Dexmedetomidine has also been used in various research studies as combined spinal epidural approach in parturients, As Gehan FE et al., (12) have reported about use of combined spinal epidural approach, parturients divided into two groups-one received only 2.5 mg bupivacaine intrathecally and the other received intrathecal dexmedetomidine 5 μg along with bupivacaine 2.5 mg. Epidural catheter was inserted in both group patients, if additional analgesia was needed. The dose requirement of epidural analgesia top-ups was found to be higher in the control group. They concluded that adding intrathecal dexmedetomidine to bupivacaine by combined spinal epidural analgesia approach, improved the quality of intraoperative analgesia and decreases the requested additional epidural doses with safer outcomes in mothers and babies. In several studies, a lower dose of dexmedetomidine 2.5 μg was employed, and the parturients remained haemodynamically stable (13),(14). Intrathecal injections of local anaesthetics are widely known for decreasing Blood Pressure (BP), but it is not seen with use of dexmedetomidine. Dexmedetomidine doses of 10 and 15 μg have also been administered intrathecally in parturients, and they have demonstrated a dose-dependent prolongation of the analgesic effects of spinal hyperbaric bupivacaine (15). 10 μg of dexmedetomidine provided adequate analgesia for labour blockage without significantly lowering blood pressure.The duration of labour analgesia was significantly longer in the dexmedetomidine group with the least maternal and foetal hemodynamic alterations. Dexmedetomidine, when administered within the reference dose, preserves psychomotor function and may improve mother’s effort and engagement during labour. A relatively low concentration of intrathecal dexmedetomidine and bupivacaine combination have also been used (16). The dose was chosen based on the notion of establishing an equilibrium in achieving maximum analgesia in minimal duration and preserving mother’s efforts.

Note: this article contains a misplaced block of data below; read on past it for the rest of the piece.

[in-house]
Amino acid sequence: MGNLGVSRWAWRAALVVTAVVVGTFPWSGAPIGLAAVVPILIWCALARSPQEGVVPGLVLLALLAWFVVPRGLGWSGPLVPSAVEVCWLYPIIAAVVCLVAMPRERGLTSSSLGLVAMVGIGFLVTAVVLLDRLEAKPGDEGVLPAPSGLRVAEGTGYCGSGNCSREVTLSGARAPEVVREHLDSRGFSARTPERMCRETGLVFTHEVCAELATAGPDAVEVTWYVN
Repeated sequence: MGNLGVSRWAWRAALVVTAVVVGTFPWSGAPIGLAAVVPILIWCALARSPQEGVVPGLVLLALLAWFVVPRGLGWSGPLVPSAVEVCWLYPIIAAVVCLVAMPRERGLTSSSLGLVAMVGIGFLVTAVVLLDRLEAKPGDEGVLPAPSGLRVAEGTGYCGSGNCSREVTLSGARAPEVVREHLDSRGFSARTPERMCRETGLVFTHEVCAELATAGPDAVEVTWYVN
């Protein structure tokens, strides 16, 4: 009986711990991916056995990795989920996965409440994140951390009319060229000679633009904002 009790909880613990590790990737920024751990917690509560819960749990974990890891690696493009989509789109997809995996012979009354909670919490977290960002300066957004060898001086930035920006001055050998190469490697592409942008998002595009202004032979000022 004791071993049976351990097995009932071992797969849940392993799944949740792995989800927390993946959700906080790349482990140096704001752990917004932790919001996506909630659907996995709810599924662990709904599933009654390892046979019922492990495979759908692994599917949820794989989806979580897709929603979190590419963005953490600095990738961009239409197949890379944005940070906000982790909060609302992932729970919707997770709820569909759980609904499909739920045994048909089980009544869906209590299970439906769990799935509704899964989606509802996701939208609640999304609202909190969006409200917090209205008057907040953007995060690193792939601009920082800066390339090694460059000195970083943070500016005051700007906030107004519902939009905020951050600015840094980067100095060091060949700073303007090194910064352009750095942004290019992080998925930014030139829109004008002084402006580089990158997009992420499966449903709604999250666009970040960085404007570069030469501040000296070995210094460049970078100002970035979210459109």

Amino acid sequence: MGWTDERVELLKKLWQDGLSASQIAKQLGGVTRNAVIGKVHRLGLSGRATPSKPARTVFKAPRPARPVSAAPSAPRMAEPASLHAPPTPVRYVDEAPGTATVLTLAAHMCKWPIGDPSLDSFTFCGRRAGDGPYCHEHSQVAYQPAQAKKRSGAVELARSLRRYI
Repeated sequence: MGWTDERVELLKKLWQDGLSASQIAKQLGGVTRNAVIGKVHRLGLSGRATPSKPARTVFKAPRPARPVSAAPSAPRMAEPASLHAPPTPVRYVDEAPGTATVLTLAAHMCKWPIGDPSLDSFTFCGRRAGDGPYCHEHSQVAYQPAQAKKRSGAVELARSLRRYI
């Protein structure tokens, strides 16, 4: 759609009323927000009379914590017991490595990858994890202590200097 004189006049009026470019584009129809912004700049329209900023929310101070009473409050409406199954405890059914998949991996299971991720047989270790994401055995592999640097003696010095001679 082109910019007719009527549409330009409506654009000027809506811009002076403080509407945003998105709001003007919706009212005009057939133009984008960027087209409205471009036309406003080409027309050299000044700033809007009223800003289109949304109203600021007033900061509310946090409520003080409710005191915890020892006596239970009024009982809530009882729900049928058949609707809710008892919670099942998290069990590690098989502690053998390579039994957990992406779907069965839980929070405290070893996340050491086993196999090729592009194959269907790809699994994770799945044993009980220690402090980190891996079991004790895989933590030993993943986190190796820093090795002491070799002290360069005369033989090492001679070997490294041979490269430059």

Adeyemi O et al., (17) also suggested use of low dose dexmedetomidine, that addition of inrathecal 5 μg dexmedetomidine to 5 μg fentanyl increased the duration of analgesia effectively when compared to intrathecal 10 μg dexmedetomidine and 10 μg fentanyl, without any adverse effect on mother or fetus. Some studies have also concluded that contractility of uterus is also increased with the use of dexmedetomidine. It increases the frequency and amplitude of uterine contraction directly. If Dexmedetomidine is used correctly during labour, it could cause hemodynamic relaxation and stability with minimal risk of respiratory depression in the pregnant mother (18). A 5 μg dexmedetomidine could be an excellent candidate for labour analgesia as an adjuvant to local anaesthetics. During childbirth, a woman may develop an intrapartum fever, according to research, the alpha-2-adrenergic receptor is linked to thermoregulation, and dexmedetomidine reduces body temperature via the alpha-2 receptors activation, reduces the frequency of intrapartum maternal fever during labour. The central alpha-2 adrenoceptor agonist activity of dexmedetomidine, blocked the maternal thermoregulation centre. Li L et al., (16) reported the effect of dexmedetomidine on maternal temperature regulation along with pain score. Patients who received 5 μg dexmedetomidine in combination with 10 mg ropivacaine epidurally had a lower rate of intrapartum fever as compared to the control group. Thus, they concluded that dexmedetomidine could reduce the incidence of intrapartum fever and when used epidurally during labour was found to be safe for both the mother and the baby without increasing adverse events.